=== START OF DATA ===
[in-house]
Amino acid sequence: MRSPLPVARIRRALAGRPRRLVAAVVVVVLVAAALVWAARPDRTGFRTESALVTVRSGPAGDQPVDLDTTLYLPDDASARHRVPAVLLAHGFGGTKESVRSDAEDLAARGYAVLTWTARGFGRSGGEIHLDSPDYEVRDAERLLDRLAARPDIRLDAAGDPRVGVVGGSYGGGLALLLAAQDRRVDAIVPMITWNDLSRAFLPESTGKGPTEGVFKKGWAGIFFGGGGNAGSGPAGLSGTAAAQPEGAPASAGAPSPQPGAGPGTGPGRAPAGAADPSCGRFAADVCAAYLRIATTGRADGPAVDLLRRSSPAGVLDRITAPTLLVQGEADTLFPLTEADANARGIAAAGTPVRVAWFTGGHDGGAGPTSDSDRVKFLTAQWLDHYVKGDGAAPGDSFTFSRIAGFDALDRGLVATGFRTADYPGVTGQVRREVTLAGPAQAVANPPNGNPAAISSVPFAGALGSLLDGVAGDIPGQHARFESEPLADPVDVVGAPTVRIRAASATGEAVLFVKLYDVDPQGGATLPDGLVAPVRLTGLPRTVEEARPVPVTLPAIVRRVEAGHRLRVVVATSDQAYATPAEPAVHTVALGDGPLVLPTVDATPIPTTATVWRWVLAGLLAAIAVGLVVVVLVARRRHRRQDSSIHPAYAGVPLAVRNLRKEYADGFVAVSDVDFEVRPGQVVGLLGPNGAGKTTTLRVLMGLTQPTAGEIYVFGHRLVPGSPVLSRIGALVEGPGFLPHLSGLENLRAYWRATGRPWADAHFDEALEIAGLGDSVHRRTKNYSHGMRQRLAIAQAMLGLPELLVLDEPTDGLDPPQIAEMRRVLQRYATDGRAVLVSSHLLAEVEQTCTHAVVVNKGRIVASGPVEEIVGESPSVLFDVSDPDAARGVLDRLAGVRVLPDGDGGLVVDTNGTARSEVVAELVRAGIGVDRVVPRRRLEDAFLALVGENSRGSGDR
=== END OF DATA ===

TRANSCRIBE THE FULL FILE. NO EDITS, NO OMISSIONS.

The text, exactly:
[in-house]
Amino acid sequence: MRSPLPVARIRRALAGRPRRLVAAVVVVVLVAAALVWAARPDRTGFRTESALVTVRSGPAGDQPVDLDTTLYLPDDASARHRVPAVLLAHGFGGTKESVRSDAEDLAARGYAVLTWTARGFGRSGGEIHLDSPDYEVRDAERLLDRLAARPDIRLDAAGDPRVGVVGGSYGGGLALLLAAQDRRVDAIVPMITWNDLSRAFLPESTGKGPTEGVFKKGWAGIFFGGGGNAGSGPAGLSGTAAAQPEGAPASAGAPSPQPGAGPGTGPGRAPAGAADPSCGRFAADVCAAYLRIATTGRADGPAVDLLRRSSPAGVLDRITAPTLLVQGEADTLFPLTEADANARGIAAAGTPVRVAWFTGGHDGGAGPTSDSDRVKFLTAQWLDHYVKGDGAAPGDSFTFSRIAGFDALDRGLVATGFRTADYPGVTGQVRREVTLAGPAQAVANPPNGNPAAISSVPFAGALGSLLDGVAGDIPGQHARFESEPLADPVDVVGAPTVRIRAASATGEAVLFVKLYDVDPQGGATLPDGLVAPVRLTGLPRTVEEARPVPVTLPAIVRRVEAGHRLRVVVATSDQAYATPAEPAVHTVALGDGPLVLPTVDATPIPTTATVWRWVLAGLLAAIAVGLVVVVLVARRRHRRQDSSIHPAYAGVPLAVRNLRKEYADGFVAVSDVDFEVRPGQVVGLLGPNGAGKTTTLRVLMGLTQPTAGEIYVFGHRLVPGSPVLSRIGALVEGPGFLPHLSGLENLRAYWRATGRPWADAHFDEALEIAGLGDSVHRRTKNYSHGMRQRLAIAQAMLGLPELLVLDEPTDGLDPPQIAEMRRVLQRYATDGRAVLVSSHLLAEVEQTCTHAVVVNKGRIVASGPVEEIVGESPSVLFDVSDPDAARGVLDRLAGVRVLPDGDGGLVVDTNGTARSEVVAELVRAGIGVDRVVPRRRLEDAFLALVGENSRGSGDR